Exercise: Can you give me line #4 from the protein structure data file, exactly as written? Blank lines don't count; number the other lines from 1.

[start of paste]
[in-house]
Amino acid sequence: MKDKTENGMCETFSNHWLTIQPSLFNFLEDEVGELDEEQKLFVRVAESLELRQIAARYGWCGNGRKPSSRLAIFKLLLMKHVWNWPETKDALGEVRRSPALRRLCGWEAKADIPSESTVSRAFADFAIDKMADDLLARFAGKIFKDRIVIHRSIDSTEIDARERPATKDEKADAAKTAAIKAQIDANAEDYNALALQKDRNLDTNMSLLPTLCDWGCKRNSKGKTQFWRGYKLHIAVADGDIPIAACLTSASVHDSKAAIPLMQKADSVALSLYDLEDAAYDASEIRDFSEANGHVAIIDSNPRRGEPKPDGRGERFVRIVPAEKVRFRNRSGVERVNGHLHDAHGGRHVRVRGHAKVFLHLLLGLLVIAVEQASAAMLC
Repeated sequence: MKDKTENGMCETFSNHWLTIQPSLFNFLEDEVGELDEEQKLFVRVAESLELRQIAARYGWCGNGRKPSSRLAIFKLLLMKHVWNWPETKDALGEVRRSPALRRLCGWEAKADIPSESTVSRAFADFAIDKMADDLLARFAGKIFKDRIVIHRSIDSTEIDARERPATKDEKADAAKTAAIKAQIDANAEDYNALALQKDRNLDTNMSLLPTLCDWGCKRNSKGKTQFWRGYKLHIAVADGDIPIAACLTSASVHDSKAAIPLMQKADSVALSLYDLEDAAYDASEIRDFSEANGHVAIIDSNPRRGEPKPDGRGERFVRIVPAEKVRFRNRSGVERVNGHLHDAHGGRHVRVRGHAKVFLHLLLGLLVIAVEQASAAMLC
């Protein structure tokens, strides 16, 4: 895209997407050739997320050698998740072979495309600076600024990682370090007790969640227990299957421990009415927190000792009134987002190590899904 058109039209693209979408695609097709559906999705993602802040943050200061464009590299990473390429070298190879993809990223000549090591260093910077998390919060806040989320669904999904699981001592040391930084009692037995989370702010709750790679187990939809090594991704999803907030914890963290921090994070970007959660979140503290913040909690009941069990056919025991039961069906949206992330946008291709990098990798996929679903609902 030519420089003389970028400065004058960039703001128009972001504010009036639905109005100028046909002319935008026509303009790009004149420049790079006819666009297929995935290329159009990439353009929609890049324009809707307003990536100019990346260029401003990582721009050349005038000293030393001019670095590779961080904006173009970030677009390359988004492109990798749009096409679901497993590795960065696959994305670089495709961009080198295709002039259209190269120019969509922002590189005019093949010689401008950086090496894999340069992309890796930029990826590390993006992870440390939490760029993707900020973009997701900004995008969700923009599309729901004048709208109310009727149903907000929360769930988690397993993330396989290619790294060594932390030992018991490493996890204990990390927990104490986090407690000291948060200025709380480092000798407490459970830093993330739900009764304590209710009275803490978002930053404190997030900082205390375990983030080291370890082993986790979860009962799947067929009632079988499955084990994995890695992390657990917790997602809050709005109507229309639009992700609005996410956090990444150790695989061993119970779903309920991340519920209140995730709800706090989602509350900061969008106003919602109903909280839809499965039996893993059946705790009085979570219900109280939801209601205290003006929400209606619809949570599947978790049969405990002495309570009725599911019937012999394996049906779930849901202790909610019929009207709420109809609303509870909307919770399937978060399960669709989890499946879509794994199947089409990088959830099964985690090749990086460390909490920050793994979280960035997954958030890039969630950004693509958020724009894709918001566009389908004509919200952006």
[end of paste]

């Protein structure tokens, strides 16, 4: 895209997407050739997320050698998740072979495309600076600024990682370090007790969640227990299957421990009415927190000792009134987002190590899904 058109039209693209979408695609097709559906999705993602802040943050200061464009590299990473390429070298190879993809990223000549090591260093910077998390919060806040989320669904999904699981001592040391930084009692037995989370702010709750790679187990939809090594991704999803907030914890963290921090994070970007959660979140503290913040909690009941069990056919025991039961069906949206992330946008291709990098990798996929679903609902 030519420089003389970028400065004058960039703001128009972001504010009036639905109005100028046909002319935008026509303009790009004149420049790079006819666009297929995935290329159009990439353009929609890049324009809707307003990536100019990346260029401003990582721009050349005038000293030393001019670095590779961080904006173009970030677009390359988004492109990798749009096409679901497993590795960065696959994305670089495709961009080198295709002039259209190269120019969509922002590189005019093949010689401008950086090496894999340069992309890796930029990826590390993006992870440390939490760029993707900020973009997701900004995008969700923009599309729901004048709208109310009727149903907000929360769930988690397993993330396989290619790294060594932390030992018991490493996890204990990390927990104490986090407690000291948060200025709380480092000798407490459970830093993330739900009764304590209710009275803490978002930053404190997030900082205390375990983030080291370890082993986790979860009962799947067929009632079988499955084990994995890695992390657990917790997602809050709005109507229309639009992700609005996410956090990444150790695989061993119970779903309920991340519920209140995730709800706090989602509350900061969008106003919602109903909280839809499965039996893993059946705790009085979570219900109280939801209601205290003006929400209606619809949570599947978790049969405990002495309570009725599911019937012999394996049906779930849901202790909610019929009207709420109809609303509870909307919770399937978060399960669709989890499946879509794994199947089409990088959830099964985690090749990086460390909490920050793994979280960035997954958030890039969630950004693509958020724009894709918001566009389908004509919200952006």